mulligan3.JPG
Brian Mulligan
mulliganlogo.png

The Mulligan Concept is a unique approach to manual therapy discovered and developed by physiotherapist Brian Mulligan of Wellington, New Zealand. This simple yet effective manual approach addresses musculoskeletal disorders with pain free manual joint “repositioning” techniques for restoration of function and abolition of pain.

COURSES & CONTINUING EDUCATION

A Mulligan Concept course is technical, post-graduate instruction of manual therapy techniques taught by an accredited member of the Mulligan Concept Teachers Association.  The curriculum in the USA consists of four 2-day courses:

Course A: Upper Quarter 

 Course B: Lower Quarter

Course C: Advanced

reordan1(1).jpg

Jacksonville Physical Therapy's Don Reordan is an accredited member of the Mulligan Concept Teachers Association and has been the principal instructor in postgraduate manual therapy courses since 1998. He served as the MCTA Regional Manager in North America from 1999 - 2013.

Don Reordan

Interested in hosting a Mulligan Concept Course at your facility?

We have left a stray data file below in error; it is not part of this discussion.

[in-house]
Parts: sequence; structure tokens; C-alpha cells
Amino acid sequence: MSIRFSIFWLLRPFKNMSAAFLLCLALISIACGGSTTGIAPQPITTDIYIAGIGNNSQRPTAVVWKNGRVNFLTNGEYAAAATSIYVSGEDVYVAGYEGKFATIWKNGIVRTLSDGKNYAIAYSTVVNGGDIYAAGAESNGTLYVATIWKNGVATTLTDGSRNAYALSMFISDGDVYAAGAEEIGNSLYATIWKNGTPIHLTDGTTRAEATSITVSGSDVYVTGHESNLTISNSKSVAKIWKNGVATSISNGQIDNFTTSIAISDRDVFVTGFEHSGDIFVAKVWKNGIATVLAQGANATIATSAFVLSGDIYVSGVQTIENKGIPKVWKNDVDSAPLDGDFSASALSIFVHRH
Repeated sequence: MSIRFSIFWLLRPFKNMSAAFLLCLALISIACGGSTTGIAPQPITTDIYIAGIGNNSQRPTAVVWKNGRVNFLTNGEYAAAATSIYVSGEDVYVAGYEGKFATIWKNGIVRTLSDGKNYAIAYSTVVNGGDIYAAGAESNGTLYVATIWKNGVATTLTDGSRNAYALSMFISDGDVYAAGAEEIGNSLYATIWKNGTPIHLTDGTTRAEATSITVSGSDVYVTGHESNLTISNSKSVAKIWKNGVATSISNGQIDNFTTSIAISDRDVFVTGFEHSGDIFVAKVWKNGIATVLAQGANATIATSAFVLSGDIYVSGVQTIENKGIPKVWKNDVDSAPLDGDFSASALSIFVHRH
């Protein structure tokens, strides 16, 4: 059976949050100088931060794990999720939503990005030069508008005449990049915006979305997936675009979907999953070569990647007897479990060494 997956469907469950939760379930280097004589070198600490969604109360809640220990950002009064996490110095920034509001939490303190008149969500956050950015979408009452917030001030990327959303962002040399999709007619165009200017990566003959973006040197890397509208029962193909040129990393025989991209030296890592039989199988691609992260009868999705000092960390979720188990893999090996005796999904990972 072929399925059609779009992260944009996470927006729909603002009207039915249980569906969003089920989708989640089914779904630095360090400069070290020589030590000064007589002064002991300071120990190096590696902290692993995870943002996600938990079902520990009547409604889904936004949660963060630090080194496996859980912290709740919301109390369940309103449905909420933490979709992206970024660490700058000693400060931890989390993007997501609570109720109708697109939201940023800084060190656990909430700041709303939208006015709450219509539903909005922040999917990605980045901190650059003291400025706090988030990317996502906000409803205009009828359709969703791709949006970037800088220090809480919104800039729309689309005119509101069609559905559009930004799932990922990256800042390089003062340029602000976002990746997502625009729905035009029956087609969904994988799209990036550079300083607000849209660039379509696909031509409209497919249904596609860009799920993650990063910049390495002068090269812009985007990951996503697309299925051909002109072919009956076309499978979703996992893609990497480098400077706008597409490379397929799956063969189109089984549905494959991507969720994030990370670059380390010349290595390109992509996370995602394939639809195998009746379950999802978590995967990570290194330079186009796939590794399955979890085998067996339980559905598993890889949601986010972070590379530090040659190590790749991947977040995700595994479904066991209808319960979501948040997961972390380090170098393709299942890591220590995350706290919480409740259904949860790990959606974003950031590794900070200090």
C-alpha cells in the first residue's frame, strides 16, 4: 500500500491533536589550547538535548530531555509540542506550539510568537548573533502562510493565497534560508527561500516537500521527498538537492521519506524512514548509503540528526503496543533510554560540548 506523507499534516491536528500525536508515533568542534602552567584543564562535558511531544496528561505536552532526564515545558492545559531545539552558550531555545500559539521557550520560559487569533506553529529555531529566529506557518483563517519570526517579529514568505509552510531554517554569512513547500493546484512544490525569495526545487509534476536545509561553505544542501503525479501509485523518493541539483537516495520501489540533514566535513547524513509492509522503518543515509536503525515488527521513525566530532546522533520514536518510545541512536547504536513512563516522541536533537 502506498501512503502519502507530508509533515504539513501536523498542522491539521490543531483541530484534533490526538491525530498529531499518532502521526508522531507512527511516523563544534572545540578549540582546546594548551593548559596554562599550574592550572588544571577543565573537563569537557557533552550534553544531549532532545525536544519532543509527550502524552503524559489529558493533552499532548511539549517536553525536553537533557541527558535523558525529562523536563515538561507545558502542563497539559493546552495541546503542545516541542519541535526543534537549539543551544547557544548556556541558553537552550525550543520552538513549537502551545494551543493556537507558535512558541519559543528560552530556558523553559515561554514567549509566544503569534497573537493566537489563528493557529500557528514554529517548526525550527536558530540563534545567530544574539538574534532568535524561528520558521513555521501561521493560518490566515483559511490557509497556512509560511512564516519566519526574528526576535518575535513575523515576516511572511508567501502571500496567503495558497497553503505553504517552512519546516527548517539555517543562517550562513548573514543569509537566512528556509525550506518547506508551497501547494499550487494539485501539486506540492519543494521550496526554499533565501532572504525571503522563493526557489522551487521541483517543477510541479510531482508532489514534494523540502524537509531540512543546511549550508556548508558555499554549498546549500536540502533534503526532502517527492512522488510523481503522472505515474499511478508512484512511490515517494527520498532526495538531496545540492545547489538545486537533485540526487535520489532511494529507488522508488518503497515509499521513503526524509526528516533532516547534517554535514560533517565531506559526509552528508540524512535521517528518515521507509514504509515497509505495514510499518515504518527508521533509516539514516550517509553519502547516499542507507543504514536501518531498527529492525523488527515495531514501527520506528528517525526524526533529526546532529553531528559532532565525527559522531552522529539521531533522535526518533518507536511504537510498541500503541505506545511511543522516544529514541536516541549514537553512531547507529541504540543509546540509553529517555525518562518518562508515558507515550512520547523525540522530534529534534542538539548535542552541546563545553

Bring education to your clinic. Save time, money and travel!

Please see the following document for detailed information on all our courses. The Lower Quarter or the Upper Quarter courses are equally good places to start your mobilization with movement training.

In general, a Mulligan course has 20-30 participants, but can have as few as 12 and as many as 400. If there are greater than 30 participants, we bring multiple instructors.  A minimum of 1 table for every 3 participants is needed, with room to move around and practice.  Tables can be plinths, massage tables, high low tables, or even regular sturdy tables if necessary.

Many courses start with a few participants from the clinic and get filled by advertising the course to the public on our website.  We also offer private courses if you have enough internal participants to fill a course.

To arrange a course, please fill out this form and we will contact you shortly to discuss details: 

arrow&v